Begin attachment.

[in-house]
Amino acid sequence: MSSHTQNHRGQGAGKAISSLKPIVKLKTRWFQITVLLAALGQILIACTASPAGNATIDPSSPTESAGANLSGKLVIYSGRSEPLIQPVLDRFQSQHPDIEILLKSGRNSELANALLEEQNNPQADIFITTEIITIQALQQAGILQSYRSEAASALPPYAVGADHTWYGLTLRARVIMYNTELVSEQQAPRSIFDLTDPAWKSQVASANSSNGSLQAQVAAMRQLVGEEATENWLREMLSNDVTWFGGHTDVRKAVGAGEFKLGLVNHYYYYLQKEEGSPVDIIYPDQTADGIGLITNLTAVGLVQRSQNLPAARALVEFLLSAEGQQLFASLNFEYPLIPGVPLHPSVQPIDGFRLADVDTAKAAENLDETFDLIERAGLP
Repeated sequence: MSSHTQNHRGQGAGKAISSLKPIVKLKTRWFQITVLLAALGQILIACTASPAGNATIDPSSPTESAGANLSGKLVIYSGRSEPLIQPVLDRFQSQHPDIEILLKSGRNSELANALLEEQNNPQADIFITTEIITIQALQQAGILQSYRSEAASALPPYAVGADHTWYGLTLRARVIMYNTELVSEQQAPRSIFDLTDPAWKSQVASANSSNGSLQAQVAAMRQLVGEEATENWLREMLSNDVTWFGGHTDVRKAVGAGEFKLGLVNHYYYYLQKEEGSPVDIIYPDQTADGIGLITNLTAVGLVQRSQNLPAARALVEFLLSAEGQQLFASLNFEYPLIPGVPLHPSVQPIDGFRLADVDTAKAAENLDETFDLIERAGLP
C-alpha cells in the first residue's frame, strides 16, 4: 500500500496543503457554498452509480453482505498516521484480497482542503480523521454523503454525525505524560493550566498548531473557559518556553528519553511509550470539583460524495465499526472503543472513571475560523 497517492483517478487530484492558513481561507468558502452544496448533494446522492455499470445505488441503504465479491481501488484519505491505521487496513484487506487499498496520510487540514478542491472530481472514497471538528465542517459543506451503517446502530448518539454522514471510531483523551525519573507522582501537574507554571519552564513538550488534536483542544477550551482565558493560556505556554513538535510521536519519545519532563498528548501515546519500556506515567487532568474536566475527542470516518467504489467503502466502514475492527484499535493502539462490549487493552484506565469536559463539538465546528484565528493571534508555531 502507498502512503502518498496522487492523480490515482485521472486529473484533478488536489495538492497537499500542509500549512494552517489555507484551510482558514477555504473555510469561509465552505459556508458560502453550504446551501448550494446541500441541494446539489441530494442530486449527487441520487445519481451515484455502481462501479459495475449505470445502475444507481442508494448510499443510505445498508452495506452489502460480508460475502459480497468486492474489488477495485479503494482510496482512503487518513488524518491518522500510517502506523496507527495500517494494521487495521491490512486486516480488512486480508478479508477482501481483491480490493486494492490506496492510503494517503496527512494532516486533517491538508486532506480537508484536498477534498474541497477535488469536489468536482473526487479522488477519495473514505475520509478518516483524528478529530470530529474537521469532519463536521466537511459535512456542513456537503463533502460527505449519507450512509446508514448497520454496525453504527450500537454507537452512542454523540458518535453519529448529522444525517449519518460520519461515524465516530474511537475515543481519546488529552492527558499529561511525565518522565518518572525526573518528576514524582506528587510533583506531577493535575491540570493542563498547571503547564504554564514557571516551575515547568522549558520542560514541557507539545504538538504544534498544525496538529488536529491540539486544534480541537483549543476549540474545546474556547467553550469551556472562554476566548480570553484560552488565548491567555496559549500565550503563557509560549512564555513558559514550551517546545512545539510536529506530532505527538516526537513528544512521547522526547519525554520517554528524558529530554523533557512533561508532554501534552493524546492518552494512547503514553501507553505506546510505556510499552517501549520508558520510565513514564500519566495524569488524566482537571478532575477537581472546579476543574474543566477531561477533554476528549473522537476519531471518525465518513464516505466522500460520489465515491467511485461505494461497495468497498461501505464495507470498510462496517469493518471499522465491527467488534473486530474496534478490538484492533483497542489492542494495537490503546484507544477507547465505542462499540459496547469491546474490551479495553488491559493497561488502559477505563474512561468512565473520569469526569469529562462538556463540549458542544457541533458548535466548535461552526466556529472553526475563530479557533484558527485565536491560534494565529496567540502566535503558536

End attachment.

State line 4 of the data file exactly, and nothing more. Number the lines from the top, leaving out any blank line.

C-alpha cells in the first residue's frame, strides 16, 4: 500500500496543503457554498452509480453482505498516521484480497482542503480523521454523503454525525505524560493550566498548531473557559518556553528519553511509550470539583460524495465499526472503543472513571475560523 497517492483517478487530484492558513481561507468558502452544496448533494446522492455499470445505488441503504465479491481501488484519505491505521487496513484487506487499498496520510487540514478542491472530481472514497471538528465542517459543506451503517446502530448518539454522514471510531483523551525519573507522582501537574507554571519552564513538550488534536483542544477550551482565558493560556505556554513538535510521536519519545519532563498528548501515546519500556506515567487532568474536566475527542470516518467504489467503502466502514475492527484499535493502539462490549487493552484506565469536559463539538465546528484565528493571534508555531 502507498502512503502518498496522487492523480490515482485521472486529473484533478488536489495538492497537499500542509500549512494552517489555507484551510482558514477555504473555510469561509465552505459556508458560502453550504446551501448550494446541500441541494446539489441530494442530486449527487441520487445519481451515484455502481462501479459495475449505470445502475444507481442508494448510499443510505445498508452495506452489502460480508460475502459480497468486492474489488477495485479503494482510496482512503487518513488524518491518522500510517502506523496507527495500517494494521487495521491490512486486516480488512486480508478479508477482501481483491480490493486494492490506496492510503494517503496527512494532516486533517491538508486532506480537508484536498477534498474541497477535488469536489468536482473526487479522488477519495473514505475520509478518516483524528478529530470530529474537521469532519463536521466537511459535512456542513456537503463533502460527505449519507450512509446508514448497520454496525453504527450500537454507537452512542454523540458518535453519529448529522444525517449519518460520519461515524465516530474511537475515543481519546488529552492527558499529561511525565518522565518518572525526573518528576514524582506528587510533583506531577493535575491540570493542563498547571503547564504554564514557571516551575515547568522549558520542560514541557507539545504538538504544534498544525496538529488536529491540539486544534480541537483549543476549540474545546474556547467553550469551556472562554476566548480570553484560552488565548491567555496559549500565550503563557509560549512564555513558559514550551517546545512545539510536529506530532505527538516526537513528544512521547522526547519525554520517554528524558529530554523533557512533561508532554501534552493524546492518552494512547503514553501507553505506546510505556510499552517501549520508558520510565513514564500519566495524569488524566482537571478532575477537581472546579476543574474543566477531561477533554476528549473522537476519531471518525465518513464516505466522500460520489465515491467511485461505494461497495468497498461501505464495507470498510462496517469493518471499522465491527467488534473486530474496534478490538484492533483497542489492542494495537490503546484507544477507547465505542462499540459496547469491546474490551479495553488491559493497561488502559477505563474512561468512565473520569469526569469529562462538556463540549458542544457541533458548535466548535461552526466556529472553526475563530479557533484558527485565536491560534494565529496567540502566535503558536